Robe River had three new locomotives ordered from General Electric and these were specified to be identical to the current thirty two Hamersley Iron Dash 9-44CW units including the 'in -cab' ICSS signalling system, automatic train protection and direct locomotive control (DLC) which is a requirement to operate over the Hamersley Iron network and were the first locomotives to be delivered in the new Pilbara Rail livery but with ROBE reporting marks. They originally carried road numbers 9470, 9471 and 9472 with serial no. 53455, 53456 and 53457 built October 2001 and delivered to Cape Lambert on the 21st February 2002. They were subsequently re-numbered to better fit into the rest of the pooled Pilbara Rail locomotive roster of Dash 9-44CW locomotives as 9401-9402-9403. Also Robe ordered 336 ore waggons from Bradken NSW along the style of Hamersley Iron's modern 'S' series waggons.

Following the takeover of North Limited by Rio Tinto and the subsequent delisting of North Ltd which was the majority shareholder in Robe River Iron Associates two new operating companies were formed to manage the now combined assets;
One to manage both Hamersley Iron and Robe River's rail based assets called Pilbara Rail, and;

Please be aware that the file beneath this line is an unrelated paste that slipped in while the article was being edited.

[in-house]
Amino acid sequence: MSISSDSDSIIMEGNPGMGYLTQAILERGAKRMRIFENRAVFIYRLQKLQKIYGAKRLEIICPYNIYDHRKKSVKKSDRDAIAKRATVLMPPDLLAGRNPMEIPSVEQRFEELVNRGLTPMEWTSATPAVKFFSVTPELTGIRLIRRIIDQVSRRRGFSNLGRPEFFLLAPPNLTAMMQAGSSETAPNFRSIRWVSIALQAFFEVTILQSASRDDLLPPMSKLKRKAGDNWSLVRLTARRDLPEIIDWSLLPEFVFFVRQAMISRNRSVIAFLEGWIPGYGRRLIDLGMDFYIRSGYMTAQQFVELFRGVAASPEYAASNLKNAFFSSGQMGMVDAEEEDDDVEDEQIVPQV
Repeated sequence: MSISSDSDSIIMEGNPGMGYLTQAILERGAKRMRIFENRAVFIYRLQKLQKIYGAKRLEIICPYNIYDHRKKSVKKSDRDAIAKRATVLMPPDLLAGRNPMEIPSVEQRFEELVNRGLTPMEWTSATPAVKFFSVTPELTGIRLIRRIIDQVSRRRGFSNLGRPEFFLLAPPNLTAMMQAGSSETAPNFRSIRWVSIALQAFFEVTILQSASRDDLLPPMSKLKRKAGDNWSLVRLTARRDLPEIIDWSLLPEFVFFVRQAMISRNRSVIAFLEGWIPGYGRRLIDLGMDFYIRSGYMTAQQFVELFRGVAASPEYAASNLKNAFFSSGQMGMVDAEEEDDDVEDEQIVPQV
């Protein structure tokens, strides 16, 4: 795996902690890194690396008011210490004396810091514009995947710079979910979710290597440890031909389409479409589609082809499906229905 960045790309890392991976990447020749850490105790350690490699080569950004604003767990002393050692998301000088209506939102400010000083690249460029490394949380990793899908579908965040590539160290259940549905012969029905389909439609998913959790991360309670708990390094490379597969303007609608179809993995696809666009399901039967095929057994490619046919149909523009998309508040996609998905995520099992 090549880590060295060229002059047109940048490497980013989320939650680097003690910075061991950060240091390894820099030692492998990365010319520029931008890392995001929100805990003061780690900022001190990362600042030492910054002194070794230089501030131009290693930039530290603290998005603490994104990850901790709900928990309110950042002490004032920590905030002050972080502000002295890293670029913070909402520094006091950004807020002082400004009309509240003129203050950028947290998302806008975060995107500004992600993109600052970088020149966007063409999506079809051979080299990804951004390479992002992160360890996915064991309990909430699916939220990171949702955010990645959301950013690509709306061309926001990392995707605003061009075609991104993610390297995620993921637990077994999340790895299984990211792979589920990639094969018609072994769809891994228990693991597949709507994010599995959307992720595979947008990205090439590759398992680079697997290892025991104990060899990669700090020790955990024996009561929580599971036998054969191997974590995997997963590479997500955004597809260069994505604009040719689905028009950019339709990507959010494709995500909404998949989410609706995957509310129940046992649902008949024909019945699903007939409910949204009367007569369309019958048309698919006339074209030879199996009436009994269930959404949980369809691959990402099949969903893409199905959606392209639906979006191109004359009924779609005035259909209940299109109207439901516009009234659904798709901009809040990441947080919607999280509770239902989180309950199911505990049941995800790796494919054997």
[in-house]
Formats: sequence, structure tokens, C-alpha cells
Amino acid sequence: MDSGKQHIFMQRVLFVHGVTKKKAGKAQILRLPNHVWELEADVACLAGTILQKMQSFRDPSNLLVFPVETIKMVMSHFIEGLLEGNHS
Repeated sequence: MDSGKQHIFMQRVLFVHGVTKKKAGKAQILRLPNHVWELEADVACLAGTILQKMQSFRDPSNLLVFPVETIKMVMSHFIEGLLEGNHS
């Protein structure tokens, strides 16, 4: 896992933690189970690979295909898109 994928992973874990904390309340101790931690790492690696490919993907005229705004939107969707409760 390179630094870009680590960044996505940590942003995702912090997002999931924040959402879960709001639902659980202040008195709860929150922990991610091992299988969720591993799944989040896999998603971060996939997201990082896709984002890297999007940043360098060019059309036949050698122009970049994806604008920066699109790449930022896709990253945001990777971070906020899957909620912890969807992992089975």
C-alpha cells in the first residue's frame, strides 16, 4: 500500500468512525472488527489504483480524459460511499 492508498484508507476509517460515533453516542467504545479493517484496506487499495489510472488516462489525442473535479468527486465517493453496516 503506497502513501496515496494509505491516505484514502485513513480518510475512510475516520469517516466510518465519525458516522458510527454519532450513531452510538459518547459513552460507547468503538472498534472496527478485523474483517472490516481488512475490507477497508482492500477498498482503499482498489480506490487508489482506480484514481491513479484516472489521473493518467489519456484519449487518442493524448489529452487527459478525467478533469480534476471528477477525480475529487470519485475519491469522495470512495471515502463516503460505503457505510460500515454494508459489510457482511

Secondly called Pilbara Iron and used to manage the joint groups mining and port infrastructure. Capital for new locomotives and waggons comes from both Hamersley Iron and Robe River with locomotives and the 'S' series ore waggons carrying reporting marks of who supplied what, HI waggons were also painted 'Pilbara Red' and Robe waggons a grey colour.

The Robe River and Hamersley Iron railways then needed to have an interconnecting track at Western Creek, which leaves the Robe River Cape Lambert-Mesa J railway at the 72 km and joins the Hamersley line at the 76.3 km at the north end of Emu on the east mainline of the Dampier-Tom Price railway to allow West Angelas trains to access the HI network. As part of this 2002 network upgrade Siding One (later named Harding) was also increased in length to allow standard Hamersley Iron length trains of three locomotives and for 240 waggons. Standard Robe practice at the time was for two locomotives and 170 waggons, and their original West Angelas proposal was based on this. A new car dumper to suit the 'M' waggon types was also built at Cape Lambert to allow the West Angelas ore to be dumped there.

Train Control over the line from Cape Lambert to Deepdale was done out of Cape Lambert yard and utilised a train order method of safe working.
Following the merger, train control moved to Hamersley Iron's Seven Mile yard complex and then CTC was also bought into operation on the line from Cape Lambert to Western Creek, with train orders being used from Western Creek to Mesa J (Deepdale). The Cape Lambert-Mesa J railway line also utilises a number of voice announcing defect detectors for hot box (bearing) detection and these can be readily heard over the UHF radio system if you have a scanner and help to locate trains and their direction.